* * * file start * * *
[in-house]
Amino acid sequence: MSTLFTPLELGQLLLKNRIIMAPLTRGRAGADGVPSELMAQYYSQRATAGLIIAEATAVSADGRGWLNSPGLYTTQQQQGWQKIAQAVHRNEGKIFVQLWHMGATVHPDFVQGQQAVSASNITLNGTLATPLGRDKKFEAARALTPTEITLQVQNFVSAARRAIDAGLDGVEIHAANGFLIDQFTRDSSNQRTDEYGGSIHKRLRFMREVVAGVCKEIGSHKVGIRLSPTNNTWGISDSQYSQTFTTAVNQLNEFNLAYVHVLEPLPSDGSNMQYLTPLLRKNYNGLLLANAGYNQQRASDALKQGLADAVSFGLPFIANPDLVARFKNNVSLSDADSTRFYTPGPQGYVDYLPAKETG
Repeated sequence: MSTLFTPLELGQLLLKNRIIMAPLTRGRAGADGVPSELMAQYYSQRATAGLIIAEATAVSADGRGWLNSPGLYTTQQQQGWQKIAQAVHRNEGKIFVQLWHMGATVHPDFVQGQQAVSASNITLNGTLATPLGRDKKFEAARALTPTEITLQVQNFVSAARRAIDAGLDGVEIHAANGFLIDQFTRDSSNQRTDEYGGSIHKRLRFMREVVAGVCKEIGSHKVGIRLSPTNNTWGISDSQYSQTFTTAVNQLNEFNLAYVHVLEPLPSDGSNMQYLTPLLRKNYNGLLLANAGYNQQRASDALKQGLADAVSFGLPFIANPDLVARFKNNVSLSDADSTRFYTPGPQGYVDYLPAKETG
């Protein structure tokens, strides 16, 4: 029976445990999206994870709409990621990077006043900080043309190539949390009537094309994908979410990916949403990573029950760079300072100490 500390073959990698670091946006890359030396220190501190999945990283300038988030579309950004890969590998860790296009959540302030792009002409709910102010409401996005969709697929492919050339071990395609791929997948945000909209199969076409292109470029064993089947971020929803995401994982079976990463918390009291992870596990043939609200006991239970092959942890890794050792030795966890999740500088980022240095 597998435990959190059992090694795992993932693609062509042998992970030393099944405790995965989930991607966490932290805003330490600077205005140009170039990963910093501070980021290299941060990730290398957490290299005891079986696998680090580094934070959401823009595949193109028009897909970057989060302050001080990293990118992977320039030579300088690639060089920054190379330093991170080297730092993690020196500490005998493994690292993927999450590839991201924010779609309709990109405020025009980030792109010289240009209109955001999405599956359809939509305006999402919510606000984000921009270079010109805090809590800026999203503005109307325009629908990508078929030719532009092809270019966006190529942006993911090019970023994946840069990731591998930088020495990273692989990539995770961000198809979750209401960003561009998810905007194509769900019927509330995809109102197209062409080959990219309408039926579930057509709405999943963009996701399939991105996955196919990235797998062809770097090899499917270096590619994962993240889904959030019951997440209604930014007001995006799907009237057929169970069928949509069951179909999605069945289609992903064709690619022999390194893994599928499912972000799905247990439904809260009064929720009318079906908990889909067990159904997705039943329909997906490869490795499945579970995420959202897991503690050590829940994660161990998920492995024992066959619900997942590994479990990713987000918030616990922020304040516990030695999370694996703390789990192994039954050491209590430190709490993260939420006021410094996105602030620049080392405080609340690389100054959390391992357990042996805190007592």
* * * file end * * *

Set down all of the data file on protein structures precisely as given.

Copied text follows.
[in-house]
Amino acid sequence: MSTLFTPLELGQLLLKNRIIMAPLTRGRAGADGVPSELMAQYYSQRATAGLIIAEATAVSADGRGWLNSPGLYTTQQQQGWQKIAQAVHRNEGKIFVQLWHMGATVHPDFVQGQQAVSASNITLNGTLATPLGRDKKFEAARALTPTEITLQVQNFVSAARRAIDAGLDGVEIHAANGFLIDQFTRDSSNQRTDEYGGSIHKRLRFMREVVAGVCKEIGSHKVGIRLSPTNNTWGISDSQYSQTFTTAVNQLNEFNLAYVHVLEPLPSDGSNMQYLTPLLRKNYNGLLLANAGYNQQRASDALKQGLADAVSFGLPFIANPDLVARFKNNVSLSDADSTRFYTPGPQGYVDYLPAKETG
Repeated sequence: MSTLFTPLELGQLLLKNRIIMAPLTRGRAGADGVPSELMAQYYSQRATAGLIIAEATAVSADGRGWLNSPGLYTTQQQQGWQKIAQAVHRNEGKIFVQLWHMGATVHPDFVQGQQAVSASNITLNGTLATPLGRDKKFEAARALTPTEITLQVQNFVSAARRAIDAGLDGVEIHAANGFLIDQFTRDSSNQRTDEYGGSIHKRLRFMREVVAGVCKEIGSHKVGIRLSPTNNTWGISDSQYSQTFTTAVNQLNEFNLAYVHVLEPLPSDGSNMQYLTPLLRKNYNGLLLANAGYNQQRASDALKQGLADAVSFGLPFIANPDLVARFKNNVSLSDADSTRFYTPGPQGYVDYLPAKETG
């Protein structure tokens, strides 16, 4: 029976445990999206994870709409990621990077006043900080043309190539949390009537094309994908979410990916949403990573029950760079300072100490 500390073959990698670091946006890359030396220190501190999945990283300038988030579309950004890969590998860790296009959540302030792009002409709910102010409401996005969709697929492919050339071990395609791929997948945000909209199969076409292109470029064993089947971020929803995401994982079976990463918390009291992870596990043939609200006991239970092959942890890794050792030795966890999740500088980022240095 597998435990959190059992090694795992993932693609062509042998992970030393099944405790995965989930991607966490932290805003330490600077205005140009170039990963910093501070980021290299941060990730290398957490290299005891079986696998680090580094934070959401823009595949193109028009897909970057989060302050001080990293990118992977320039030579300088690639060089920054190379330093991170080297730092993690020196500490005998493994690292993927999450590839991201924010779609309709990109405020025009980030792109010289240009209109955001999405599956359809939509305006999402919510606000984000921009270079010109805090809590800026999203503005109307325009629908990508078929030719532009092809270019966006190529942006993911090019970023994946840069990731591998930088020495990273692989990539995770961000198809979750209401960003561009998810905007194509769900019927509330995809109102197209062409080959990219309408039926579930057509709405999943963009996701399939991105996955196919990235797998062809770097090899499917270096590619994962993240889904959030019951997440209604930014007001995006799907009237057929169970069928949509069951179909999605069945289609992903064709690619022999390194893994599928499912972000799905247990439904809260009064929720009318079906908990889909067990159904997705039943329909997906490869490795499945579970995420959202897991503690050590829940994660161990998920492995024992066959619900997942590994479990990713987000918030616990922020304040516990030695999370694996703390789990192994039954050491209590430190709490993260939420006021410094996105602030620049080392405080609340690389100054959390391992357990042996805190007592």